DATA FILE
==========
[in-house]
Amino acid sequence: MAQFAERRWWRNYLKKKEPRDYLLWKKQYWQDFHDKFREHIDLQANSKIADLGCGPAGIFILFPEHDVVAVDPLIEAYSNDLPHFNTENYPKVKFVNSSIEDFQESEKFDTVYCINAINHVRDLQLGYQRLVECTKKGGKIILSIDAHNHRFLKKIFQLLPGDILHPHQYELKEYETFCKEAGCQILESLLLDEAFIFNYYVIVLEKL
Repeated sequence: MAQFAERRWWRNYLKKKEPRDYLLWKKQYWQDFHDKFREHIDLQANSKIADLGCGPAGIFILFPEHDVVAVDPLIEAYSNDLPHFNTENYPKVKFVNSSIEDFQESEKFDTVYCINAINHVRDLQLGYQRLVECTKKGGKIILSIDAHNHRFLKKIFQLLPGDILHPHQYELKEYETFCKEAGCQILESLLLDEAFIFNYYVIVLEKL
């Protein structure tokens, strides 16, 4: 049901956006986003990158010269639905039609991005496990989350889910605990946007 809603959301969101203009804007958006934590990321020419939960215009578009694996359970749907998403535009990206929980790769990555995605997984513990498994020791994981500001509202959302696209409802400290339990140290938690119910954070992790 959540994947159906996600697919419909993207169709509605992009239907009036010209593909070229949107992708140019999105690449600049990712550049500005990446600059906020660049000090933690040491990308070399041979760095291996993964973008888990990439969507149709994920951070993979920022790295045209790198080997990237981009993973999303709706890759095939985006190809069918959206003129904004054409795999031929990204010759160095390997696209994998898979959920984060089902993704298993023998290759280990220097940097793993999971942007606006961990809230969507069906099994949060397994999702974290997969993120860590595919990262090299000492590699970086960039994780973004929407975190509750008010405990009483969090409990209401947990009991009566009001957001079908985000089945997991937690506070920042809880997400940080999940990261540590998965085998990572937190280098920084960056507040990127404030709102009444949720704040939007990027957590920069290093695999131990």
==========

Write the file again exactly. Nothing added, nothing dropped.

[in-house]
Amino acid sequence: MAQFAERRWWRNYLKKKEPRDYLLWKKQYWQDFHDKFREHIDLQANSKIADLGCGPAGIFILFPEHDVVAVDPLIEAYSNDLPHFNTENYPKVKFVNSSIEDFQESEKFDTVYCINAINHVRDLQLGYQRLVECTKKGGKIILSIDAHNHRFLKKIFQLLPGDILHPHQYELKEYETFCKEAGCQILESLLLDEAFIFNYYVIVLEKL
Repeated sequence: MAQFAERRWWRNYLKKKEPRDYLLWKKQYWQDFHDKFREHIDLQANSKIADLGCGPAGIFILFPEHDVVAVDPLIEAYSNDLPHFNTENYPKVKFVNSSIEDFQESEKFDTVYCINAINHVRDLQLGYQRLVECTKKGGKIILSIDAHNHRFLKKIFQLLPGDILHPHQYELKEYETFCKEAGCQILESLLLDEAFIFNYYVIVLEKL
């Protein structure tokens, strides 16, 4: 049901956006986003990158010269639905039609991005496990989350889910605990946007 809603959301969101203009804007958006934590990321020419939960215009578009694996359970749907998403535009990206929980790769990555995605997984513990498994020791994981500001509202959302696209409802400290339990140290938690119910954070992790 959540994947159906996600697919419909993207169709509605992009239907009036010209593909070229949107992708140019999105690449600049990712550049500005990446600059906020660049000090933690040491990308070399041979760095291996993964973008888990990439969507149709994920951070993979920022790295045209790198080997990237981009993973999303709706890759095939985006190809069918959206003129904004054409795999031929990204010759160095390997696209994998898979959920984060089902993704298993023998290759280990220097940097793993999971942007606006961990809230969507069906099994949060397994999702974290997969993120860590595919990262090299000492590699970086960039994780973004929407975190509750008010405990009483969090409990209401947990009991009566009001957001079908985000089945997991937690506070920042809880997400940080999940990261540590998965085998990572937190280098920084960056507040990127404030709102009444949720704040939007990027957590920069290093695999131990």